Switzerland is on the way to a challenging energy future. Against this background, the Swiss National Science Foundation launched the two National Research Programmes “Energy Turnaround” and “Managing Energy Consumption” in 2014 on behalf of the Federal Council. The NRPs address various aspect of the transformation of the Swiss energy system. Special importance is attached to the subject of “Buildings and Settlement” here: what, where and how we build and use structures significantly impacts the consumption of land and other resources as well as CO2 emissions. Especially impressive is the energy consumption of the country's building stock: it accounts for around 50 % of the energy consumed in Switzerland. Some 10 % is used for construction processes and building materials and 40 % for operations, i.e. for heating and cooling as well as the preparation of hot water.
The more than 100 projects of the NRP 70 and NRP 71 have identified a large number of factors that should contribute to reducing the high energy consumption of the building stock. On the one hand, energy efficiency should be increased and the behaviour of users modified. On the other, buildings should increasingly be operated with renewable energies, for example via multi-energy hub systems or photovoltaics at the properties themselves. Here, a focus is placed on results that address the following question:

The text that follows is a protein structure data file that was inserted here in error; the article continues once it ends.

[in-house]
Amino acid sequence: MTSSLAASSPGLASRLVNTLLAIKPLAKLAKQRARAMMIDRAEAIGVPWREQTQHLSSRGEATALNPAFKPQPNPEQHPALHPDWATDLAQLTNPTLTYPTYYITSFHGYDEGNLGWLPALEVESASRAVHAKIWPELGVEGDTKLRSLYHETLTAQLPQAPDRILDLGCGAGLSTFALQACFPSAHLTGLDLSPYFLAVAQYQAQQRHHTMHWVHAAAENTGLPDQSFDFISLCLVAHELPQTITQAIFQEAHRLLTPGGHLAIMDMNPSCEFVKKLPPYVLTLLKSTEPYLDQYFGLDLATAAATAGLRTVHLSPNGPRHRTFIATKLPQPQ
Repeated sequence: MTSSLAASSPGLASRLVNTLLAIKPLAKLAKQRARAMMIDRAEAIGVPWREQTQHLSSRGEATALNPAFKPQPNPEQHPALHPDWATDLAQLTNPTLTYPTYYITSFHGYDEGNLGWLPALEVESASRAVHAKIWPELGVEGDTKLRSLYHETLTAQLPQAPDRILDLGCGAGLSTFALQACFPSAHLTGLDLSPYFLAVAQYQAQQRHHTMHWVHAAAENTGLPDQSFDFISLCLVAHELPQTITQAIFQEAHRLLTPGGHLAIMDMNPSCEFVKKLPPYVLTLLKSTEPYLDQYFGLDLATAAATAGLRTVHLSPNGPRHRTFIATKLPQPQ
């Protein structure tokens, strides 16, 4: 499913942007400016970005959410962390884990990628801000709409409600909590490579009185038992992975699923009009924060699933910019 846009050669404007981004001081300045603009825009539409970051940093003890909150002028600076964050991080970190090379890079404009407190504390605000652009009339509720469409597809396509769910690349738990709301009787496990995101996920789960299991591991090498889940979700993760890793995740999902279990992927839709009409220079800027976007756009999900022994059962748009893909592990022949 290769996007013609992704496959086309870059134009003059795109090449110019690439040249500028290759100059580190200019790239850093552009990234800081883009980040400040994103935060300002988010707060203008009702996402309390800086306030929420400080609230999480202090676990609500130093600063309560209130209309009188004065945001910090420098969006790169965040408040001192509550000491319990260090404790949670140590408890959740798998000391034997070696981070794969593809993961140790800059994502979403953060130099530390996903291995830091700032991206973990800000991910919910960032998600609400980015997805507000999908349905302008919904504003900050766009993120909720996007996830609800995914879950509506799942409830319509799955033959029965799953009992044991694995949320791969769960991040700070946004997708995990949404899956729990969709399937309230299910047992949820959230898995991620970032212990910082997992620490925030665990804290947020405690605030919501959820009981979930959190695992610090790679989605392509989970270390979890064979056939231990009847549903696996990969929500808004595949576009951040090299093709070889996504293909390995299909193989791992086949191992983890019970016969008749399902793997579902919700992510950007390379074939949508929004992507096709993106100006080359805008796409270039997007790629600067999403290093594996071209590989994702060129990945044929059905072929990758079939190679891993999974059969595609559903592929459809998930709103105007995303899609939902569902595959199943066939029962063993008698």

- How can state-of-the-art photovoltaic elements be integrated in the building shell in an aesthetically and economically acceptable manner?
- How can power, heat and cold be stored seasonally in a cost-effective way?
- Under which conditions do decentralised hybrid energy systems have a future?
- How can the energy efficiency of existing buildings be substantially and economically increased in a reasonable time?
- What contribution can be made by digitalisation?
- What role should the state play in the energetic conversion of the building stock?
These and other interesting topics as well as specific recommendations for action will be presented and discussed at the NRP 70 and NRP 71 closing event on the topic of “Buildings and Settlement”.